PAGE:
Parents:

Please instruct your children on how to behave in the school bus. Here are a few safety tips you can follow as a guide line for safe busing practices.

Inside the School Bus:

This school bus is like a classroom and the driver is like a teacher. You should behave like you would in the classroom:

  • Never leave your seat. A quick stop and you will be on the floor.
  • Do not throw things around the bus. You may hit the driver.
  • Keep the noise down - the driver can't think if you are all screaming back there.
  • Do not eat or drink on the bus. If you choke, the driver may not notice you and you will be in trouble.
  • Obey the driver when they speak to you, like you would your teacher.

 

Outside the School Bus...

  • Walk 10 (ten) giant steps away from the front of the bus so the driver can see you ahead of them.
  • Wait until the driver signals you to go across the street.
  • Walk to the edge of the bus and LOOK BOTH WAYS for cars coming.
  • Cross the road when it is safe to do so.

 

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Street Safety Tips For Kids

  • Keep in mind who your friends are. True friends would never put you in a risky or dangerous situation.
  • Travel the same way back and forth to school. Make sure your parents know the route.
  • Know safe places to go in your neighborhood. Watch for the block parent signs in the windows.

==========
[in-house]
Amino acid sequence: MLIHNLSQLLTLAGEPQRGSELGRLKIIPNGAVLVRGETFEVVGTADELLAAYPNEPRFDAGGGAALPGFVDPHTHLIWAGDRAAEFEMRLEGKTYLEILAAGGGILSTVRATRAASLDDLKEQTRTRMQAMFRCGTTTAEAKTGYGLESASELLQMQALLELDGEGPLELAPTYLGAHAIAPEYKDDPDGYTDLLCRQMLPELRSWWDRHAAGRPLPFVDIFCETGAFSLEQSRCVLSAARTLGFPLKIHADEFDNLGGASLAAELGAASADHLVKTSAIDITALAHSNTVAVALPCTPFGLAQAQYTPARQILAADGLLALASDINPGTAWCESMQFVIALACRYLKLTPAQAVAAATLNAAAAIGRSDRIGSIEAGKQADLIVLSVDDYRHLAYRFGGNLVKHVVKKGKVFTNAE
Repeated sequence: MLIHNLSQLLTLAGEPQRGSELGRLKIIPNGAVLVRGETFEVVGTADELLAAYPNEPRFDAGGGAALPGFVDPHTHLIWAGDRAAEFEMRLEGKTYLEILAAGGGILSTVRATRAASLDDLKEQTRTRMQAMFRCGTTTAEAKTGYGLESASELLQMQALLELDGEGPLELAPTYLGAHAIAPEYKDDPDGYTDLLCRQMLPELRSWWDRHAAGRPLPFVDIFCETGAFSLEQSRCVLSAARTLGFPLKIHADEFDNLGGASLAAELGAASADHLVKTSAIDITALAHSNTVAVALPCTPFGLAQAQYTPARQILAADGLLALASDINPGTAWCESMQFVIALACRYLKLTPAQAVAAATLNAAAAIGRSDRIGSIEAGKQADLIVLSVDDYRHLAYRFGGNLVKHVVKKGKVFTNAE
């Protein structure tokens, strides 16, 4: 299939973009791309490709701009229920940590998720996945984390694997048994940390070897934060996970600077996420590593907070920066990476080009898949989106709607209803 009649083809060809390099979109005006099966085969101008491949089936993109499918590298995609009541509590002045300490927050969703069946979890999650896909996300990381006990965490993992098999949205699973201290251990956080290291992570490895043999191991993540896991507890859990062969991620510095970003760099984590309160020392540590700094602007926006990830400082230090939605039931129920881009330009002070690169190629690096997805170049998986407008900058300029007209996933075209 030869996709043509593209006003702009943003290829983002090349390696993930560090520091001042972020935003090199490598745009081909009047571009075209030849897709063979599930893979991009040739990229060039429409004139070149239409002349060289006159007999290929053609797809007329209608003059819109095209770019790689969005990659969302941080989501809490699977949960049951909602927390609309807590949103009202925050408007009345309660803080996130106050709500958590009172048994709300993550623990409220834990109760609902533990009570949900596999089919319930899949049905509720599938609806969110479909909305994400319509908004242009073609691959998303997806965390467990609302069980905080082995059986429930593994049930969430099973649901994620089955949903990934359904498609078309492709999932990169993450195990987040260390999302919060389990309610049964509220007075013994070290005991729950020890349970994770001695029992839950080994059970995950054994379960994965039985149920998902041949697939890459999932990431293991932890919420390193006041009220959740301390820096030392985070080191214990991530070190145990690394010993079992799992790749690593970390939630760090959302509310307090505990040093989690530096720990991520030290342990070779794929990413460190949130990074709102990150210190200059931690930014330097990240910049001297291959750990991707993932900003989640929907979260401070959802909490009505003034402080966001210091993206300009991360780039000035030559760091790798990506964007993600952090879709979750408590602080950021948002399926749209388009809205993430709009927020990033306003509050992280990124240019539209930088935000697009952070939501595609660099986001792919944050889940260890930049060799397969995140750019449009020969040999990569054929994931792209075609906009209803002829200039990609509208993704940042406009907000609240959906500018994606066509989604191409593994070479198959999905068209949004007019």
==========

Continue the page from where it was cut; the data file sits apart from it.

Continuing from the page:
• Never brad about your possession of money, stereos, or expensive clothing.
  • Tell your parents where you are going and when you will be expected to come home. These are one of the first questions the police ask when you have gone missing.
  • Never get into a car with anyone you don't know and trust!
  • If you are being followed, change direction, cross the street, jog if you have to.
  • Go to the nearest well lighted area or to a store or a residence if you absolutely have to and use the phone to call the police.

 

Parents, give your kids a good foundation....

  • Teach your child that he/she should never play or go places alone.
  • Teach your children how to yell to get attention. Child abductors in prison today say that when their potential victims yelled for help, they left them alone.
  • Do not buy items which display your child's name. It could give an abductor the advantage of seeming to know your child.
  • Create a "lost and found" plan which includes where you will meet if separated and which kind of strangers your child can go to for help.
  • Teach your children to not be tricked or forced into going places with people who offer them candy, pets, or toys. Make sure they always check where they can go with you first.
  • Let your children know that when they are home alone, they should never open the door to a stranger. If they answer the telephone, don't let them tell the caller that they are home alone.
  • Make sure your child knows their telephone number (including area code) and how to contact 911.

 

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Other Crime Prevention Resources...

 The internet is full of useful and important safety tips.

Click on Darren the Lion to visit the Official Page of  ...featuring Kids Club, News and Events!

 

 

The National Crime Prevention Council, On-Line Resource Center offers crime prevention tops for self, home, and family; community policing; neighborhood building; plus information on McGruff the Crime Dog and his nephew, Scruff. Find out how you can help --

"Take A Bite Out Of Crime!"

 

The City of Laurel and the Laurel Police Department support the work of the National Center for Missing and Exploited Children.

"Help Find A Missing Child!"